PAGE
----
How to Renew Wrought Iron
Wrought iron products are extremely durable, but after several years of use, and of being exposed to inclement weather, the paint can chip and rust spots can start to appear. Renewing wrought iron does not take long and can make the item look just as elegant as it did when you first bought it. If the proper materials are used to restore wrought iron furniture repairs can last up to two decades. The success of the repair depends primarily on the quality of paint and finishing used.
Mix a drop of dish washing soap in a bucket of water. Dip a clean rag into the mixture and wipe down the wrought iron. Clean nooks and crannies with a brush or even a toothbrush. Add a few drops of turpentine to a steel wool pad if there is a great deal of dirt and rust on the wrought iron. Scrub the wrought iron with the steel wool pad.
Add a heavy grit sand paper made for metal finishes to your electric sander. Sand all the rust and old paint off the wrought iron. Continue sanding until you remove all of the old paint and any rust spots you see. Change to a medium grit sand paper to get a smooth sanding finish.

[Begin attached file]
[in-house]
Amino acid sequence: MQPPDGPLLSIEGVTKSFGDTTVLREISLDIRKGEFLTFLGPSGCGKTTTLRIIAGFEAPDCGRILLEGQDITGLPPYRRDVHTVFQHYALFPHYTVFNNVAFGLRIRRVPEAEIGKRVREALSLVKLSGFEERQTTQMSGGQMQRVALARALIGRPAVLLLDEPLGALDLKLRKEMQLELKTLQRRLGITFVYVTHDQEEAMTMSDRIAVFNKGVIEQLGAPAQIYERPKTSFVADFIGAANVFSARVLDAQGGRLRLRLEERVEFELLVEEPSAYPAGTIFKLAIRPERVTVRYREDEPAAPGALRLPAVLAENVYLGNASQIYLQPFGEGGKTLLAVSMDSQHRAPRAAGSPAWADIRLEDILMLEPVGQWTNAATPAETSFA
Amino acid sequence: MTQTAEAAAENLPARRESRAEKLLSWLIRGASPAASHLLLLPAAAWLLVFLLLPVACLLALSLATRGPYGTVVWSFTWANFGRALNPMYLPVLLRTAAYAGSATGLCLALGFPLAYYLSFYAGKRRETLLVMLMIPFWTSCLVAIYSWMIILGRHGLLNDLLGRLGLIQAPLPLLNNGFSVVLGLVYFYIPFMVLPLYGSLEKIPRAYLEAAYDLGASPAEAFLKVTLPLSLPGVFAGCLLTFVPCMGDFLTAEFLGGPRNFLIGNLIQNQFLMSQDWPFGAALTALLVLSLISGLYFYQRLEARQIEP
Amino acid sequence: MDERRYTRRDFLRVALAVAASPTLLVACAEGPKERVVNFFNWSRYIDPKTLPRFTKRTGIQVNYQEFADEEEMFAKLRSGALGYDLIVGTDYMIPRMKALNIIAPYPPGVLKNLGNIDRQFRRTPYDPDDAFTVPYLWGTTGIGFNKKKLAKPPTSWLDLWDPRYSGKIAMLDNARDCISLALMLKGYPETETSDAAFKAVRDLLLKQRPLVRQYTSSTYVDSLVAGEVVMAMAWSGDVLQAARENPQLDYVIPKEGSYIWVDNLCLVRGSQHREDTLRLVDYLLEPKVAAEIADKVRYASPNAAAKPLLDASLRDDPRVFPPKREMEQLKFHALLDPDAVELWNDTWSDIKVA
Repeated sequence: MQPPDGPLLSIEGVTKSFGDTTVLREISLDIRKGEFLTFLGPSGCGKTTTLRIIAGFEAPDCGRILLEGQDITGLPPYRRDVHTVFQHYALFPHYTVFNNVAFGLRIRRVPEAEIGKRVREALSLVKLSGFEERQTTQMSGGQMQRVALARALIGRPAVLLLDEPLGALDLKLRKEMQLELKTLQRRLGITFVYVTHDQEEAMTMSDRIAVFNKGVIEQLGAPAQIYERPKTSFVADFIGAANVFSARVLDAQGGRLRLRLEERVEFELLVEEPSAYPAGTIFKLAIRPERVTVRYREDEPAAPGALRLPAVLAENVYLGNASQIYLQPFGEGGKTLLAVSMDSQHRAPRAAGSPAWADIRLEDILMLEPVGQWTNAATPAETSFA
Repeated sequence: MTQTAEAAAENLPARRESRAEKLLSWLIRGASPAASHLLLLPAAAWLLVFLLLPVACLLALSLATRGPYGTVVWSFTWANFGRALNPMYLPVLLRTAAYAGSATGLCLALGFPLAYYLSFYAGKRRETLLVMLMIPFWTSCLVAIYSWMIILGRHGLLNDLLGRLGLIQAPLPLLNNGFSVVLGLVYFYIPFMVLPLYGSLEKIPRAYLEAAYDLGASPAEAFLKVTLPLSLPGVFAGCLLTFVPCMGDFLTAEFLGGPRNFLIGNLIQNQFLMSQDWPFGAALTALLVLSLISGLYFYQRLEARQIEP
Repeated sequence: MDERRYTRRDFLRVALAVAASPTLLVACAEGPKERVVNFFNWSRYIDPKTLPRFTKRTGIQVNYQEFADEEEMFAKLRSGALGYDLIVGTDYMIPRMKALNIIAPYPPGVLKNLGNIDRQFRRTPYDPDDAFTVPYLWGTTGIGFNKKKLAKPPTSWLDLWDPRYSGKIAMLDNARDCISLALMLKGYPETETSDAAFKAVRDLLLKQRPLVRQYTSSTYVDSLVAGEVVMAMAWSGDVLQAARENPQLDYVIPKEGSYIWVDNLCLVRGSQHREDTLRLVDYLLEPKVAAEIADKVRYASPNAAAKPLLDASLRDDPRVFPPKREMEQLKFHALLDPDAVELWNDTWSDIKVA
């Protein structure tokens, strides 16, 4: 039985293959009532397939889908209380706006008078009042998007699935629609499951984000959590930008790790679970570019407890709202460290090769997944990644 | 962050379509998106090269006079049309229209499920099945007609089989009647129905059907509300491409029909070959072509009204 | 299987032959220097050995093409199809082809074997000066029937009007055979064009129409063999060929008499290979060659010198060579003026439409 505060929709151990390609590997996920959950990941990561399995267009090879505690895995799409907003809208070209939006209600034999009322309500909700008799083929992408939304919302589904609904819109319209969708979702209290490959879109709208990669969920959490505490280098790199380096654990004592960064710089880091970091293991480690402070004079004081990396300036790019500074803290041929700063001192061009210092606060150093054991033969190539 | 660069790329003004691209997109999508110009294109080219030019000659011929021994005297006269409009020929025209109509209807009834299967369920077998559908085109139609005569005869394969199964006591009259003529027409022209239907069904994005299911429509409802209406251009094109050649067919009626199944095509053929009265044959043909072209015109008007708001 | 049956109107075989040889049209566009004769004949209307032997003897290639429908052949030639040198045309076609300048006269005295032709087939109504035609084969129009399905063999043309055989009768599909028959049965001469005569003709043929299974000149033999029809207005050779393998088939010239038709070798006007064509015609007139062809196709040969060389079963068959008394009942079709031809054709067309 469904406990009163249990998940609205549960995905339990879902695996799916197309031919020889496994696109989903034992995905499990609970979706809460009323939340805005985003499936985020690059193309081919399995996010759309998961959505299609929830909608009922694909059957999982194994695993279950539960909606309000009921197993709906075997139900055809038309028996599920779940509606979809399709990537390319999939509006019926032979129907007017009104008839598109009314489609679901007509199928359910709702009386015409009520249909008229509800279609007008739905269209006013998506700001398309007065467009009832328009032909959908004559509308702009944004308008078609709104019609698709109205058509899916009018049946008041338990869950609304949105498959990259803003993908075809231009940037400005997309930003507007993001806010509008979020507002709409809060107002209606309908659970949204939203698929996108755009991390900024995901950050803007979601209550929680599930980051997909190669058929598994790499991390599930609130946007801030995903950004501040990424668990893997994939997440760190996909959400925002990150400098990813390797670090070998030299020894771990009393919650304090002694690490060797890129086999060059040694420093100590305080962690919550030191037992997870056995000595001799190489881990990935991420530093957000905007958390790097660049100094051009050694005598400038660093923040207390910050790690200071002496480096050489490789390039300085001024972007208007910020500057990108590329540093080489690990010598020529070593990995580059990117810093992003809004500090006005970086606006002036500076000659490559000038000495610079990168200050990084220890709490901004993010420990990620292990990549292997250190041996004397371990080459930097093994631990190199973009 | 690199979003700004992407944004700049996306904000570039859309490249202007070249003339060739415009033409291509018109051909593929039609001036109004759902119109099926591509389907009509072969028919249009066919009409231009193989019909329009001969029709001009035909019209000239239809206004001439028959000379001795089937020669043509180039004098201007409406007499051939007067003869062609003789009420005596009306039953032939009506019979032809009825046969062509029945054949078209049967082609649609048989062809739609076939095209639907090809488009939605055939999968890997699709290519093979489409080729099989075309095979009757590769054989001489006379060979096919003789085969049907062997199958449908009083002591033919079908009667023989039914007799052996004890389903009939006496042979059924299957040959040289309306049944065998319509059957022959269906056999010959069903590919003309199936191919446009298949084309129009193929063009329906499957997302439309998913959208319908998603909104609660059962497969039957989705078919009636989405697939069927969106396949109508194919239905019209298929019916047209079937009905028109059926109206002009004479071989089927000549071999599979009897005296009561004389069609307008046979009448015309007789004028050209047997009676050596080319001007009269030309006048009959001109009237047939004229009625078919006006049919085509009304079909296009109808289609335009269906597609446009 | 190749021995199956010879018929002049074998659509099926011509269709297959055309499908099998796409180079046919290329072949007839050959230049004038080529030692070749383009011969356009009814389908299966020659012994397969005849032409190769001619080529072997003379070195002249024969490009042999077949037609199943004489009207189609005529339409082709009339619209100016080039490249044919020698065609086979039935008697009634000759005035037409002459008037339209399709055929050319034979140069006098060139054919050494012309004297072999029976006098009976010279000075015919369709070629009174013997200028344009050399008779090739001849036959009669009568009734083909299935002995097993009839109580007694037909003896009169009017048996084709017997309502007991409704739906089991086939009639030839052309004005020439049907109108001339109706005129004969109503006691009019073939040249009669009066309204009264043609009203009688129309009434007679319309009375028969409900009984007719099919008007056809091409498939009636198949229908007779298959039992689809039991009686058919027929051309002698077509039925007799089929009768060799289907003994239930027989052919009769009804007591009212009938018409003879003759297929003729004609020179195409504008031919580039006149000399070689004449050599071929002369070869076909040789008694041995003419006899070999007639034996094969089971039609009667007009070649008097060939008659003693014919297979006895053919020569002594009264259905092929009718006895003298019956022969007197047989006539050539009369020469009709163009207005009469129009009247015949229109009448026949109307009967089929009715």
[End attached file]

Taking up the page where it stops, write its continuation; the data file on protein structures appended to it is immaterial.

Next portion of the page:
Mix a drop of dish washing soap in a bucket of water. Dip a clean lint free cloth in the soapy water and begin to wipe off the sanding dust and other debris from the wrought iron. Continue to dip and wipe the wrought iron as necessary until it is thoroughly clean.
Apply tape to any areas you do not want to paint with primer. Set the wrought iron in a well ventilated area and on a layer of newspaper so you don't paint anything you shouldn't. Put on a painters mask to avoid breathing in paint fumes.
Spray a rust resistant primer on the wrought iron. You can find this type of primer at any home improvements or hardware store. Allow the primer to dry for a couple of hours and apply a second coat if necessary.
Spray on an enamel paint color you want for the wrought iron. Use a paint that is made specifically for metals. Use a paint compressor or spray paint. Spray on a thin layer of paint and allow to dry for an hour or two. Apply a second coat if necessary.
Spray on an acrylic topcoat to protect the iron. Allow to dry overnight and apply a second coat. Your wrought iron is ready to display.
Jennifer Moore began writing in 2006, specializing in Web content, blogs and forum postings. She is a graduate from the most prestigious university in Mexico, Universidad de Las Americas, with a B.A. in international relations, later obtaining a U.S. teacher's degree and an additional CompTIA A+ certification in computer technology. Moore has written for My Mexico Living, BoomersAbroad and various other websites.
- wrought iron gate image by Svetlana Tikhonova from Fotolia.com